In the section about certificate extensions, the ITU-T X.509 recommendation writes:
The private key corresponding to a certified public key is typically used over a different period from the validity of the public key. With digital signature keys, the usage period for the signing private key is typically shorter than that for the verifying public key. The validity period of the certificate indicates a period for which the public key may be used, which is not necessarily the same as the usage period of the private key. In the event of a private key compromise, the period of exposure can be limited if the relying party knows the legitimate use period for the private key. There is therefore a requirement to be able to indicate the usage period of the private key in a public-key certificate.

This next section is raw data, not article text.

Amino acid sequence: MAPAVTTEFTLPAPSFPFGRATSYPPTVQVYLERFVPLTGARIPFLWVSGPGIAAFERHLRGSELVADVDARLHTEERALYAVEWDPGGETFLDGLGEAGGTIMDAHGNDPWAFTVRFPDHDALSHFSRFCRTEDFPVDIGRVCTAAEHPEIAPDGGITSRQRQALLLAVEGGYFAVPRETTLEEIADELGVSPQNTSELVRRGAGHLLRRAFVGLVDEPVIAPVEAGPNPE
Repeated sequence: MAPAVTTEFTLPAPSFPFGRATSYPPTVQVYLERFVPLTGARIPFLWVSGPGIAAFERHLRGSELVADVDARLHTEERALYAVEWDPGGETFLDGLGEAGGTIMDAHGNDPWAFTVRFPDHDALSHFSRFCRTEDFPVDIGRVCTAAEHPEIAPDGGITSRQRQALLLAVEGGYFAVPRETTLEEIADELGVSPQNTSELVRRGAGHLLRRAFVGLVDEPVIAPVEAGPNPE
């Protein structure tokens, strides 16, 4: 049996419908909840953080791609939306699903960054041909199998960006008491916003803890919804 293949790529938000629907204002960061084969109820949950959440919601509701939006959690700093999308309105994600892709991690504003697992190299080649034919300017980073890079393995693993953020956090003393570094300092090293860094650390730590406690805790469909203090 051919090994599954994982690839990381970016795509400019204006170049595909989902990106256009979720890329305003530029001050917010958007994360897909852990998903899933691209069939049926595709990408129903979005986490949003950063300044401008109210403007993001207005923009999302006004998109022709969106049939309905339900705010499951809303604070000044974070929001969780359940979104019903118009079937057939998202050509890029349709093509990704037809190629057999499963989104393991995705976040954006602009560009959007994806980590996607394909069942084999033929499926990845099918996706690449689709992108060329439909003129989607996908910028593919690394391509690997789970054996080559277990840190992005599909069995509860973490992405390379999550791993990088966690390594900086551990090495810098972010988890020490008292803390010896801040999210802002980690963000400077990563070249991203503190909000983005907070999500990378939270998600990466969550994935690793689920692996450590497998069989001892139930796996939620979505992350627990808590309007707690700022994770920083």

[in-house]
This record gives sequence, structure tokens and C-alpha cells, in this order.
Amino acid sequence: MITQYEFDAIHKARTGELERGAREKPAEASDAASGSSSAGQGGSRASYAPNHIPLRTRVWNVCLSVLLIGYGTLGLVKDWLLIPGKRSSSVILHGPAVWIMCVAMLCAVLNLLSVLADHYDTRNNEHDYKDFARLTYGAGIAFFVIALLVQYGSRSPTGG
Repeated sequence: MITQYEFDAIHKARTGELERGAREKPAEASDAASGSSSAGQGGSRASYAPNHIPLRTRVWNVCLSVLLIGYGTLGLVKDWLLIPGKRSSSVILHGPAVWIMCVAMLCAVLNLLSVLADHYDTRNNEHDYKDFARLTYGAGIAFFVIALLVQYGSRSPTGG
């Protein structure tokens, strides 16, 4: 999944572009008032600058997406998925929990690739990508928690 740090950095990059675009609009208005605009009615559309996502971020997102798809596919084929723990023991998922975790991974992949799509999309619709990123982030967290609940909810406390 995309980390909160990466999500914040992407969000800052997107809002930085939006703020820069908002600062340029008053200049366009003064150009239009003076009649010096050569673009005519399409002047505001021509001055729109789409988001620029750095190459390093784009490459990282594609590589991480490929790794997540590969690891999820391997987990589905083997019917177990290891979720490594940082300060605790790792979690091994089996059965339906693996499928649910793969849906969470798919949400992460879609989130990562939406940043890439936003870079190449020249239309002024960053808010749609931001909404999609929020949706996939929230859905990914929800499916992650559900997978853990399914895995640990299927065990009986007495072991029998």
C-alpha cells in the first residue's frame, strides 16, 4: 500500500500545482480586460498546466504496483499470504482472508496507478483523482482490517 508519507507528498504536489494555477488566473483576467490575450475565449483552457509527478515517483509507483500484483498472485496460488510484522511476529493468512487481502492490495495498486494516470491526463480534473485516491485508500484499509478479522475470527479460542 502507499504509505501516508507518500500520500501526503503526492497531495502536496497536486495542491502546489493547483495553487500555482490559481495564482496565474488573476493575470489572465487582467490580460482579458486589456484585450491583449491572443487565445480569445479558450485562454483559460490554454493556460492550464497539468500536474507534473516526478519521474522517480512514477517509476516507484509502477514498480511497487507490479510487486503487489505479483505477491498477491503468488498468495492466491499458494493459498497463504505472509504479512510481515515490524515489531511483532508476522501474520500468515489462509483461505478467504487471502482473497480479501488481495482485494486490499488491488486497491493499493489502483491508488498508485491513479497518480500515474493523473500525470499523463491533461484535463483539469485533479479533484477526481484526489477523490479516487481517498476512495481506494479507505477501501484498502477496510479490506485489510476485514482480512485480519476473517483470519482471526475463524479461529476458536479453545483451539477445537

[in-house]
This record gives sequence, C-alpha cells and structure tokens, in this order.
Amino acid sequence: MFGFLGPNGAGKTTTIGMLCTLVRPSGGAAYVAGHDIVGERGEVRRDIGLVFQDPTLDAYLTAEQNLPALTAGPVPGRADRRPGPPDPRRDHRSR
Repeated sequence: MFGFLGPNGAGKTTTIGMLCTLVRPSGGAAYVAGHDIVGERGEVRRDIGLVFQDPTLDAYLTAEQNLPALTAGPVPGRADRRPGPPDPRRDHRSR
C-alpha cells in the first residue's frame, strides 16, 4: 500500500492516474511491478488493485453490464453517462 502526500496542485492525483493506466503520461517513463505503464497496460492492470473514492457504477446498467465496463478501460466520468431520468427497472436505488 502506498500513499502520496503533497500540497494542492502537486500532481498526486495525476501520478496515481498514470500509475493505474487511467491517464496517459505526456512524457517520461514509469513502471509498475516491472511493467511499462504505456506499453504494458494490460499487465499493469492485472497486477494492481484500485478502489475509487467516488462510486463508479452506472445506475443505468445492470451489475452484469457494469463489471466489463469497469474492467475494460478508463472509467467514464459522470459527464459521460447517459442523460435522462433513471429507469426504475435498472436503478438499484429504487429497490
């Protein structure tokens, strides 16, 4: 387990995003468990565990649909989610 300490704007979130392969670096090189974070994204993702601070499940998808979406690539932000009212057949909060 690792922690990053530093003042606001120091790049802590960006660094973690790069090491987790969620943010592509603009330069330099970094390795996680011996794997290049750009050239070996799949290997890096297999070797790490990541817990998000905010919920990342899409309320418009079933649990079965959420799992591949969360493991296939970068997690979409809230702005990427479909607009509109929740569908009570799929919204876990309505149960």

I don't understand why there is a difference in public vs private key validity period. Why would the private key be used over a different period? When the private key is compromised, there is no point in using the public key anymore. Except to authenticate a message that we know has been issued before the private key's compromission. But then why would the public key lose validity after some time?